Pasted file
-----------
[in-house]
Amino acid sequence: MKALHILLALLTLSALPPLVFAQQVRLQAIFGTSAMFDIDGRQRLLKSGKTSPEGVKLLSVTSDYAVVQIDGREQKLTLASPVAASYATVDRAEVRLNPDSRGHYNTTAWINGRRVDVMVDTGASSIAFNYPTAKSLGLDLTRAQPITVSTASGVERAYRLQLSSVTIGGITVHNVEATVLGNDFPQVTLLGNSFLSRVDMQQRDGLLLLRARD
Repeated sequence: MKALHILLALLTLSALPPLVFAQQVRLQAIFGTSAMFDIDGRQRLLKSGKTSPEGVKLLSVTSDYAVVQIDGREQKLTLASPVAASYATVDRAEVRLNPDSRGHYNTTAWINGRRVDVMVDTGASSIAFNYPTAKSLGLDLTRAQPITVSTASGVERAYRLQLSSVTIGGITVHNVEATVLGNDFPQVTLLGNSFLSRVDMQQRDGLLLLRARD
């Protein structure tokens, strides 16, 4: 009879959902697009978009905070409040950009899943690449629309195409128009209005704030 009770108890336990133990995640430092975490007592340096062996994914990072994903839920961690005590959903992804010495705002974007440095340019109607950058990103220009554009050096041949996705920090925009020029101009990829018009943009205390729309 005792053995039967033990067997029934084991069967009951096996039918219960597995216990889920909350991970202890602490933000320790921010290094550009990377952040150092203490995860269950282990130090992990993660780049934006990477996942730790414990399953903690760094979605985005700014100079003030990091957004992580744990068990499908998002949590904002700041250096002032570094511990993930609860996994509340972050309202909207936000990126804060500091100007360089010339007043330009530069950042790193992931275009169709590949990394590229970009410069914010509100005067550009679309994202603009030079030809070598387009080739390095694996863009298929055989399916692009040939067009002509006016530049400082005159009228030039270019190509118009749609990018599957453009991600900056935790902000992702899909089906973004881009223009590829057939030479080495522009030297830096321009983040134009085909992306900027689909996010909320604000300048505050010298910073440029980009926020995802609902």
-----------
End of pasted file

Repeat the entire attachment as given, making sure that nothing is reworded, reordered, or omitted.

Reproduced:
[in-house]
Amino acid sequence: MKALHILLALLTLSALPPLVFAQQVRLQAIFGTSAMFDIDGRQRLLKSGKTSPEGVKLLSVTSDYAVVQIDGREQKLTLASPVAASYATVDRAEVRLNPDSRGHYNTTAWINGRRVDVMVDTGASSIAFNYPTAKSLGLDLTRAQPITVSTASGVERAYRLQLSSVTIGGITVHNVEATVLGNDFPQVTLLGNSFLSRVDMQQRDGLLLLRARD
Repeated sequence: MKALHILLALLTLSALPPLVFAQQVRLQAIFGTSAMFDIDGRQRLLKSGKTSPEGVKLLSVTSDYAVVQIDGREQKLTLASPVAASYATVDRAEVRLNPDSRGHYNTTAWINGRRVDVMVDTGASSIAFNYPTAKSLGLDLTRAQPITVSTASGVERAYRLQLSSVTIGGITVHNVEATVLGNDFPQVTLLGNSFLSRVDMQQRDGLLLLRARD
């Protein structure tokens, strides 16, 4: 009879959902697009978009905070409040950009899943690449629309195409128009209005704030 009770108890336990133990995640430092975490007592340096062996994914990072994903839920961690005590959903992804010495705002974007440095340019109607950058990103220009554009050096041949996705920090925009020029101009990829018009943009205390729309 005792053995039967033990067997029934084991069967009951096996039918219960597995216990889920909350991970202890602490933000320790921010290094550009990377952040150092203490995860269950282990130090992990993660780049934006990477996942730790414990399953903690760094979605985005700014100079003030990091957004992580744990068990499908998002949590904002700041250096002032570094511990993930609860996994509340972050309202909207936000990126804060500091100007360089010339007043330009530069950042790193992931275009169709590949990394590229970009410069914010509100005067550009679309994202603009030079030809070598387009080739390095694996863009298929055989399916692009040939067009002509006016530049400082005159009228030039270019190509118009749609990018599957453009991600900056935790902000992702899909089906973004881009223009590829057939030479080495522009030297830096321009983040134009085909992306900027689909996010909320604000300048505050010298910073440029980009926020995802609902």